Which of the two months of August and December is the most important in the south east region of Nigeria or Igbo-speaking parts of Nigeria? To the ‘outsider’ or non easterners, the answer is December for the simple reason that December 25 (Christmas Day) is a global Christian festival that commemorates the birth of Jesus Christ and south easterners are predominantly Christians. Besides, December is the last month of the year when people generally take some days/weeks off their hustles throughout the year to relax/rest with family members in their communities while planning, wishing for a happy, prosperous New Year; especially as schools usually close for about a month’s holiday at this period.
In addition there are a number of get together organised in December, concerts, carnivals, parties, etc. Nonetheless, core Igbos who are rooted in its cultural and traditional norms would tell you that August with its related New Yam festival has always been the foremost, most important month in the land from time immemorial and would so remain. They point out that Christianity which came with the December Christmas festival is comparatively speaking, relatively new in Igboland, being just a little over 100 years old since its introduction in the East; whereas the festival connected with August had always been with them since the ‘time of Creation’.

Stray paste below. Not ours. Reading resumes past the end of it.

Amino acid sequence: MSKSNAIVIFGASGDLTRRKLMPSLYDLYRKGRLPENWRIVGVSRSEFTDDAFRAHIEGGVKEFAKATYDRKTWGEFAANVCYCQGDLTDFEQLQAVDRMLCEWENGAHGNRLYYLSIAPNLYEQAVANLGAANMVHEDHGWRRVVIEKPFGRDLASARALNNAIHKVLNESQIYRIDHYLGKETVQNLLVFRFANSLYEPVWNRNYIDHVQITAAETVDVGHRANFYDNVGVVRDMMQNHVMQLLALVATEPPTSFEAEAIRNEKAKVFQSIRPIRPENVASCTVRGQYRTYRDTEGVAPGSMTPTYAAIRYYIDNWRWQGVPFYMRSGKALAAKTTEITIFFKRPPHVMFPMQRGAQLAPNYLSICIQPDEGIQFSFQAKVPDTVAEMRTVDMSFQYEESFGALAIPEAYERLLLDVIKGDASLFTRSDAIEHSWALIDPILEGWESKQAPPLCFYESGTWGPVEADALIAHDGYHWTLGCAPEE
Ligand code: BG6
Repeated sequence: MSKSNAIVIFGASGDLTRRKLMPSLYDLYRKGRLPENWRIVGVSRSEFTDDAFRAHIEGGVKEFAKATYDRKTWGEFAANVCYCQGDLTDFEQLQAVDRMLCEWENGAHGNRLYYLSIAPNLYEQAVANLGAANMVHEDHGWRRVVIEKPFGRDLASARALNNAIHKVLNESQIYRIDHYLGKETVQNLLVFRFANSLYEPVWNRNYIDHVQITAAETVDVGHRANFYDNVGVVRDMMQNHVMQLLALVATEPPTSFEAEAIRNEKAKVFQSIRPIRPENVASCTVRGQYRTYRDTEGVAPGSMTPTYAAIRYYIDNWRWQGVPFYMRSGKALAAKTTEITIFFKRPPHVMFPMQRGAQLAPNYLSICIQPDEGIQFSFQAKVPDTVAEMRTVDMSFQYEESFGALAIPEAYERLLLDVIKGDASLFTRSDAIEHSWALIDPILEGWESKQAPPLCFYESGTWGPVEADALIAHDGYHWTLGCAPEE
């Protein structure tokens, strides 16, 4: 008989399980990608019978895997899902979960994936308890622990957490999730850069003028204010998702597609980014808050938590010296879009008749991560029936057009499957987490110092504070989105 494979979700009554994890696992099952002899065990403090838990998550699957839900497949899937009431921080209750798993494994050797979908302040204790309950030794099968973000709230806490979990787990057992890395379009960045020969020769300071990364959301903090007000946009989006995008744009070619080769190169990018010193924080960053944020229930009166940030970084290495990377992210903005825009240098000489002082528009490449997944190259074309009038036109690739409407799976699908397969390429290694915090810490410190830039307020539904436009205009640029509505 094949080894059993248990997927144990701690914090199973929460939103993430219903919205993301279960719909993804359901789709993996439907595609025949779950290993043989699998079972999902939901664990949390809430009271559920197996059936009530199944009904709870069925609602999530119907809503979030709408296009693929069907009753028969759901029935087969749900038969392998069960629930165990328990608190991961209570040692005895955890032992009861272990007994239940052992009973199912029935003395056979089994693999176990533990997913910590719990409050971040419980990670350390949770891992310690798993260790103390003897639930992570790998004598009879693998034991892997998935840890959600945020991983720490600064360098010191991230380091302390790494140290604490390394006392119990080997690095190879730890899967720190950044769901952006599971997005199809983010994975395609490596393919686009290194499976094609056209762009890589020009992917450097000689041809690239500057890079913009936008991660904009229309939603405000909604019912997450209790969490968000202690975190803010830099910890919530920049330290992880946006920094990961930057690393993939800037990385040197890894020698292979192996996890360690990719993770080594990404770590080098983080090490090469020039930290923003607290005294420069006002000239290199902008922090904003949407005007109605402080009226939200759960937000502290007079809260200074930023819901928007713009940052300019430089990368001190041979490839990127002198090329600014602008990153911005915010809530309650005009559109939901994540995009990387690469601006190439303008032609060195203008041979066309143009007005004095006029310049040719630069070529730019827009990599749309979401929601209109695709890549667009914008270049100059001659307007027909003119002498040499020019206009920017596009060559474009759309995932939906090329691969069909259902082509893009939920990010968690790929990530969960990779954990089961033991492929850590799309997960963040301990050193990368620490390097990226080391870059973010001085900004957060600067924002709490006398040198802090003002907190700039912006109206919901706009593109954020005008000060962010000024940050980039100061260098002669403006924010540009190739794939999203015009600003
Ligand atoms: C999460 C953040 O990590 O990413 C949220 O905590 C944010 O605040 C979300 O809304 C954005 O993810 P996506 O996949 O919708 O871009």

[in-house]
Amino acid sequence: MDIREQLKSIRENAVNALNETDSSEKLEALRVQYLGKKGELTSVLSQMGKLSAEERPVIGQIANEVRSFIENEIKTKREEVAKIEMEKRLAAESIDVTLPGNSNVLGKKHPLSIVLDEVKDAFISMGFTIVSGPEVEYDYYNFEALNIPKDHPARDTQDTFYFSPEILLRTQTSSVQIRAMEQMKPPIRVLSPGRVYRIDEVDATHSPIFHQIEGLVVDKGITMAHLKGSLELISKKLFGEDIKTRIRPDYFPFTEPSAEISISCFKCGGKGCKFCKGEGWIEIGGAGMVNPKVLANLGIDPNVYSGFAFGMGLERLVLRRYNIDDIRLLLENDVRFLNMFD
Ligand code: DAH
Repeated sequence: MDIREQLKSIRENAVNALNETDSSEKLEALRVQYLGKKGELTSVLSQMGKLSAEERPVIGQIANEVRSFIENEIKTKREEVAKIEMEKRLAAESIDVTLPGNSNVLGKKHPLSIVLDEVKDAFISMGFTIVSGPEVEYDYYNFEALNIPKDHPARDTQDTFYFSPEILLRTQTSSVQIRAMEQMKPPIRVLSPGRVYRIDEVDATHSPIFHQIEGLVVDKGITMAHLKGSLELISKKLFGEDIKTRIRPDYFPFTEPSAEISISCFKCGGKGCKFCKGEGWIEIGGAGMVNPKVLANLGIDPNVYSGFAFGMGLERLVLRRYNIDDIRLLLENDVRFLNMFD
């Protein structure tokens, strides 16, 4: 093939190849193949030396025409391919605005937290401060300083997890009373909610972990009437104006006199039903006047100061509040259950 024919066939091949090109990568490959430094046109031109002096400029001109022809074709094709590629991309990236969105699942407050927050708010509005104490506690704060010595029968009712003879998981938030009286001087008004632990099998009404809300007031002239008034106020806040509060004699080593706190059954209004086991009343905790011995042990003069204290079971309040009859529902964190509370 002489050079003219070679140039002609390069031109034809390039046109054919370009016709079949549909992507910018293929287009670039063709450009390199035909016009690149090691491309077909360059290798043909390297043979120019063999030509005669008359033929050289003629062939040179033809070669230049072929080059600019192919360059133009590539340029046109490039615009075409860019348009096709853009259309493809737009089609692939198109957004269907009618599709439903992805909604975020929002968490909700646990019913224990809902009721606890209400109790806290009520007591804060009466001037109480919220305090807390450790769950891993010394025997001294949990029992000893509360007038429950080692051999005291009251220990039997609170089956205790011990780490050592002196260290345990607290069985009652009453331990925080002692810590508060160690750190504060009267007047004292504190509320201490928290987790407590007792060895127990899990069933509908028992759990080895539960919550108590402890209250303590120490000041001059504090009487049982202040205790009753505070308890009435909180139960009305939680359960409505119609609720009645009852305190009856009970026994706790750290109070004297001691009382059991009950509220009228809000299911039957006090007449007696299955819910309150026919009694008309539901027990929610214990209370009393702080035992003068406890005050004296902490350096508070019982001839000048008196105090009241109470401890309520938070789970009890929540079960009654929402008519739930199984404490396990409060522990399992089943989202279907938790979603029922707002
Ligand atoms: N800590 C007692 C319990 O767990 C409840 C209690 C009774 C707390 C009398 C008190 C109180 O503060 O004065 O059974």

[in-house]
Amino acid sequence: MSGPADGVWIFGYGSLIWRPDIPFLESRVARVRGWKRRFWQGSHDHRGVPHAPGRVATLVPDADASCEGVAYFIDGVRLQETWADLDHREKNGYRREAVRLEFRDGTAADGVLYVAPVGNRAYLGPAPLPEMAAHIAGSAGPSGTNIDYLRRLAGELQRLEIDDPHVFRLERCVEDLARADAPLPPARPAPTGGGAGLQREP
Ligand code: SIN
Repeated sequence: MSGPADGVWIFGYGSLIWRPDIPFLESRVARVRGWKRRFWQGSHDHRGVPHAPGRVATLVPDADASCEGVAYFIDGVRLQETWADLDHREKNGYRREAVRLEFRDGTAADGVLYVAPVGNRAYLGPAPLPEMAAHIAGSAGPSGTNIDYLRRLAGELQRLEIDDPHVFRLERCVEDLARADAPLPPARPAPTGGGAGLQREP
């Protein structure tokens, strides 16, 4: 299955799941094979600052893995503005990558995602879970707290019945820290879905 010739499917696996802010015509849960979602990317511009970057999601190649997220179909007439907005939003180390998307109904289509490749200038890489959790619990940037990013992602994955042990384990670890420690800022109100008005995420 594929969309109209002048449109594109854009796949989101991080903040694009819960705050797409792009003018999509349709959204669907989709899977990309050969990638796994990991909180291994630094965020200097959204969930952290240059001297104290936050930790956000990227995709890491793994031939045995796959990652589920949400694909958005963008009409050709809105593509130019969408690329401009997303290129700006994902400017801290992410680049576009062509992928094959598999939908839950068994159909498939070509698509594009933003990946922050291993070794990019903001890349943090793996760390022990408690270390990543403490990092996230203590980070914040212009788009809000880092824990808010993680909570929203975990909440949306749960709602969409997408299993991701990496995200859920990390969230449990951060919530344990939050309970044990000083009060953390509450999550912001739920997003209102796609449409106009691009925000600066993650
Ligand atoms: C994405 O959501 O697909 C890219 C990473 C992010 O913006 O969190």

With the coming of Christianity in Igboland came another important event in the month of August, christened ‘August meeting’ under the aegis of the Catholic Women Organisation (CWO). It is a meeting of catholic women of different parishes under various dioceses of the Church. Each parish/community chooses a particular date in August when it would have its own meeting. It is usually a two day affair, culminating in a thanksgiving mass on the third day. All are uniformly dressed during these days in their traditional white blouse (same style) and blue wrapper (distinguished by the Diocese’s name) as well as same earring and necklace.
Thus, every weekend, days in the month of August, one CWO August meeting or the other is being held. It is a beehive of activities. In recent times this August meetings have become more popular and robust with important personalities making it a point of duty to attend and address the women. Each of the meetings of course has a theme that differs from year to year and the theme is often one that resonates with the socio-economic realities of the time.
The first lady of each state (whether she is a Catholic or not) graces as many of these meetings as she possibly can, being the mother of the state. It gives the meetings added glamour. These meetings have become a kind of big reunion for the women and all members both at home and elsewhere are compulsorily mandated to attend; absentees are fined. The traditional ruler of each community is always in attendance with other guests that includes the parish priest. The royal father after his speech makes a donation.